The U.S. Supreme Court starts a new term on Monday, Oct. 1 with two cases that home builders have been following closely.
The opening argument of the term, Weyerhaeuser v. United States Fish and Wildlife Service, involves a clash between two NAHB members and the dusky gopher frog.
In 2012, the Fish and Wildlife Service designed 1,555 acres of the members’ Louisiana timberland as “unoccupied critical habitat” for the endangered frog, locking down an estimated $34 million in lost development opportunities.
The service concedes that no frogs live on the land in question – nor have any been seen or smelled anywhere in the state for more than 50 years. In fact, the only way to make the property suitable for the frog is through intensive land management practices, an imposition the FWS admits it may not force on private land owners.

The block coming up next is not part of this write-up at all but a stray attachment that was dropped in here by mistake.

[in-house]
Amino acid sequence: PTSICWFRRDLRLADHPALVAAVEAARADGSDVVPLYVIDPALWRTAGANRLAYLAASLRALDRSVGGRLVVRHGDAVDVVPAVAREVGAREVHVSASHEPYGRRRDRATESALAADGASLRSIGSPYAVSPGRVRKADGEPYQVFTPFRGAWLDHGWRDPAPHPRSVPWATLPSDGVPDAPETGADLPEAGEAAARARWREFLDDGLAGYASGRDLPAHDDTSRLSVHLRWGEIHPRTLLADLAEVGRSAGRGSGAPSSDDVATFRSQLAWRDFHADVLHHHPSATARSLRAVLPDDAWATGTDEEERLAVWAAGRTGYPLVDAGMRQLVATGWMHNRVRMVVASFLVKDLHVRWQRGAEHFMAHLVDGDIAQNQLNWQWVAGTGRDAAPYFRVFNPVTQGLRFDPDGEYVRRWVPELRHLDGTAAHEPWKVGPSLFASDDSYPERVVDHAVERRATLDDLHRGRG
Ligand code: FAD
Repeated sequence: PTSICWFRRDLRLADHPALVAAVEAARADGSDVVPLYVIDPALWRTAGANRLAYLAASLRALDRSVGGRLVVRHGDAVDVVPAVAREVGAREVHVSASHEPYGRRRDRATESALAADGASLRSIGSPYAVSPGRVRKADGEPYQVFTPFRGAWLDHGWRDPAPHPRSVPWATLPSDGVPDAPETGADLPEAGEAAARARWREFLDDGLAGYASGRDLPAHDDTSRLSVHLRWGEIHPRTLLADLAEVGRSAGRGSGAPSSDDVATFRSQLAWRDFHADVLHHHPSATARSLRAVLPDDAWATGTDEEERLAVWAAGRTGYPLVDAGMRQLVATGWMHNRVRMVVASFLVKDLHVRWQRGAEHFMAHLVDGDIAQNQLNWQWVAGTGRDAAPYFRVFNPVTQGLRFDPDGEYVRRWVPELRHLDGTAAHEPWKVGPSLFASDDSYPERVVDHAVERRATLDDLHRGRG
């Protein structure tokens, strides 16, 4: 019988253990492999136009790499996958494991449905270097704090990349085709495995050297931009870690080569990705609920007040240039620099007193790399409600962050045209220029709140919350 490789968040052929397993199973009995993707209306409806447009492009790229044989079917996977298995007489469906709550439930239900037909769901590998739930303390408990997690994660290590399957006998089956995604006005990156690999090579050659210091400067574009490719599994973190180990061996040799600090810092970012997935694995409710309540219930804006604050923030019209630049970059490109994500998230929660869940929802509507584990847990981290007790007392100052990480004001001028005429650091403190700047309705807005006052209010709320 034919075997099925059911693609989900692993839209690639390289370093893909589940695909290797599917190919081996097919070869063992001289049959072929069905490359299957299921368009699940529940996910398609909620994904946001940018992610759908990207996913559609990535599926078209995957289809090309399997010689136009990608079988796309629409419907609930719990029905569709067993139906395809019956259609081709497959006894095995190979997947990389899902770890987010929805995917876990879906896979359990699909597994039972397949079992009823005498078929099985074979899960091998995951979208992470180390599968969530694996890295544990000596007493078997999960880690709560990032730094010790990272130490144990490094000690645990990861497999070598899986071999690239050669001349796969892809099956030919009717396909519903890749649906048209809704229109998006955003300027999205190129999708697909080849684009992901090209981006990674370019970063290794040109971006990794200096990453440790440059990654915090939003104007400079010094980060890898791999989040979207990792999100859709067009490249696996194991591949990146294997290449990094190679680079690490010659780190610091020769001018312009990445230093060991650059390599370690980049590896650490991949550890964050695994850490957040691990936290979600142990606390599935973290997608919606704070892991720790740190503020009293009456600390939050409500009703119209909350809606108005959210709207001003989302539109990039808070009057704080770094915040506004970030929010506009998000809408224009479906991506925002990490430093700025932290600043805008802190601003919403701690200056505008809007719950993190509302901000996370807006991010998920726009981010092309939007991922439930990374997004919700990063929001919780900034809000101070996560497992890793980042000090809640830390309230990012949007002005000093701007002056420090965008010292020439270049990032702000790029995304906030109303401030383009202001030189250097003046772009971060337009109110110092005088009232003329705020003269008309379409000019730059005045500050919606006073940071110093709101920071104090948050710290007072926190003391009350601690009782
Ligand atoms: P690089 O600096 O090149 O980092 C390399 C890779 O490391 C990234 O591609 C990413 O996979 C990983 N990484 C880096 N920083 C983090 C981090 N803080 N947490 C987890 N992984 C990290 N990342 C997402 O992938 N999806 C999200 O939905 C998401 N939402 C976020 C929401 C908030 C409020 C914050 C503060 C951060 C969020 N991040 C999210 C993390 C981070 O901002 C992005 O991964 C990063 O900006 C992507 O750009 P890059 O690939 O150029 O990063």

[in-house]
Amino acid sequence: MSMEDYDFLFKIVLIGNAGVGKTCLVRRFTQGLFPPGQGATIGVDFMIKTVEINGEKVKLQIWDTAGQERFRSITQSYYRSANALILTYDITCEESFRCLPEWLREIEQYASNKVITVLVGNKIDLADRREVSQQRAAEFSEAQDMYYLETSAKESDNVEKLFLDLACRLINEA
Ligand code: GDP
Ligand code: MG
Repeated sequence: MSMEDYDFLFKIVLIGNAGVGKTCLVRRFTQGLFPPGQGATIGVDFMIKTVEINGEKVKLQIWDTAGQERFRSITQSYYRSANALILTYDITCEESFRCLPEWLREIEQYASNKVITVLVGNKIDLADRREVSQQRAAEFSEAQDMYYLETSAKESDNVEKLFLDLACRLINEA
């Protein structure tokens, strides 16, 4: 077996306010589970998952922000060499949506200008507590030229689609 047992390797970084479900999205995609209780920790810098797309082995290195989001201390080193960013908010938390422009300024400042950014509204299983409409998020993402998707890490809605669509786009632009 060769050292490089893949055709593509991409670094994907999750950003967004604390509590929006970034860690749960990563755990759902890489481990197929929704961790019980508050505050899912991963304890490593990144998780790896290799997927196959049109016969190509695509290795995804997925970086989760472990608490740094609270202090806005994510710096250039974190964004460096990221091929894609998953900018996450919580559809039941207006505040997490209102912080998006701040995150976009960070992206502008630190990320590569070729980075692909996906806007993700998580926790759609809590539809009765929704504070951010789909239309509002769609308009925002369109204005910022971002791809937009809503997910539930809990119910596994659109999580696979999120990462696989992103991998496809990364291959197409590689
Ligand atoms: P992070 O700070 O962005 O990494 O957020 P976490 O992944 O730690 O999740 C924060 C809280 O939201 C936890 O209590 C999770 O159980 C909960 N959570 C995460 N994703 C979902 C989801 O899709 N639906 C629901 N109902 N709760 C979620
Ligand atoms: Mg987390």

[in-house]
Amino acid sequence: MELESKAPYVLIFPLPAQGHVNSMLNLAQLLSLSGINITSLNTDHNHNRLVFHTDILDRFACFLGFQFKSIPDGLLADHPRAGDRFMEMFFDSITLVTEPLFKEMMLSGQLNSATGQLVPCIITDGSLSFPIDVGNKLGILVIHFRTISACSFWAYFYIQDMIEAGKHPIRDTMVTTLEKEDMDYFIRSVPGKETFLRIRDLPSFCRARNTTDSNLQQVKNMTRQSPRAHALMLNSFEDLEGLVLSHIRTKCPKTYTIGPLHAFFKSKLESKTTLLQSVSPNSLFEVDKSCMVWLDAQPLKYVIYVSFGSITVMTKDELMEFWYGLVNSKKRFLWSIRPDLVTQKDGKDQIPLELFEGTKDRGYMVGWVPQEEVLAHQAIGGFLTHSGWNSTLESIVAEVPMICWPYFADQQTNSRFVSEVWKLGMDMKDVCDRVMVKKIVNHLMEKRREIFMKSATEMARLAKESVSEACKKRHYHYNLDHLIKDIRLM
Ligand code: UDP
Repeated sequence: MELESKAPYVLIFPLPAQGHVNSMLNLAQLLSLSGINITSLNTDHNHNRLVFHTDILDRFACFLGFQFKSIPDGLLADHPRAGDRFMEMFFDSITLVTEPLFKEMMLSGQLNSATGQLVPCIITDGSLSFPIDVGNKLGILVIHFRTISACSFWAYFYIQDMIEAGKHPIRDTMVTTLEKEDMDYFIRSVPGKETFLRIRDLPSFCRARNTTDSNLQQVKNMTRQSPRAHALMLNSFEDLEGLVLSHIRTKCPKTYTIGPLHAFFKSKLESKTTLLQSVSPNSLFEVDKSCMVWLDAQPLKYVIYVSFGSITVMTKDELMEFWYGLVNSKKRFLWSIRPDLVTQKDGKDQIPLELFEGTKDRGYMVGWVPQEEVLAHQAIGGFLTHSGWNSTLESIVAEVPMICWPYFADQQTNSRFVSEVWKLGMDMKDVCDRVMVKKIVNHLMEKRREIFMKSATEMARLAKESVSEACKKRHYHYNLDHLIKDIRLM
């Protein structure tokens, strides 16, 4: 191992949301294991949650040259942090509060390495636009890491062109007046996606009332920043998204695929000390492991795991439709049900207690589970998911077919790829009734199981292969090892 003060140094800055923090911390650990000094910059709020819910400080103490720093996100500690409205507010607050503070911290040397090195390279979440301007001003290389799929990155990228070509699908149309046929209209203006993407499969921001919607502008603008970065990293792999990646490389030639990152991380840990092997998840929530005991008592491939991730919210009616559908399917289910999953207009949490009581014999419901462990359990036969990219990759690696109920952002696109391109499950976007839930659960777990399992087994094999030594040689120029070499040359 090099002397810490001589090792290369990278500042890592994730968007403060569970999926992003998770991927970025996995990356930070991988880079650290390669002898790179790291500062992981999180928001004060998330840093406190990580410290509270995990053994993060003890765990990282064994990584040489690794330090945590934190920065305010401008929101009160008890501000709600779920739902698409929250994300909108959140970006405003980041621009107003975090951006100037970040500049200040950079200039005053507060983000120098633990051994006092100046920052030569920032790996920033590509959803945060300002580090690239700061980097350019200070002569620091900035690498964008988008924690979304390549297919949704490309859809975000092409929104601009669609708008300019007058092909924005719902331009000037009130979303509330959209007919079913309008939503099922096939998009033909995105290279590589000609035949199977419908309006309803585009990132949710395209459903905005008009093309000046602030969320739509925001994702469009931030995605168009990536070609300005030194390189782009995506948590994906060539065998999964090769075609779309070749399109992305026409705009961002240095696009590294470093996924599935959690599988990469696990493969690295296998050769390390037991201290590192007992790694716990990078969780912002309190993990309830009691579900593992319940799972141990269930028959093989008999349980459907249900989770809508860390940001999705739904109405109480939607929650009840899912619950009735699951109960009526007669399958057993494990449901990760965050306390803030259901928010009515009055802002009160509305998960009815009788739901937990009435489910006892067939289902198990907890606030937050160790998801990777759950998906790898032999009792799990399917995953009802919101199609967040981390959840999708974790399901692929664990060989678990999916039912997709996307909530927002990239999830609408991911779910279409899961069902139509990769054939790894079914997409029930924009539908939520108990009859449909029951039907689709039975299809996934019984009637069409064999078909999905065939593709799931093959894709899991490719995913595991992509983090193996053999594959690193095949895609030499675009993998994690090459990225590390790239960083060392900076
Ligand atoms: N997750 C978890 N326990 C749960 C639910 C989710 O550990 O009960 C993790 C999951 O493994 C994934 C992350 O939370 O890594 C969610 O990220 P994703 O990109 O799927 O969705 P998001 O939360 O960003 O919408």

“If the Federal Government can take private property for frogs that haven’t been seen on the land for 50 years then all private landowners should be concerned about government overreach.”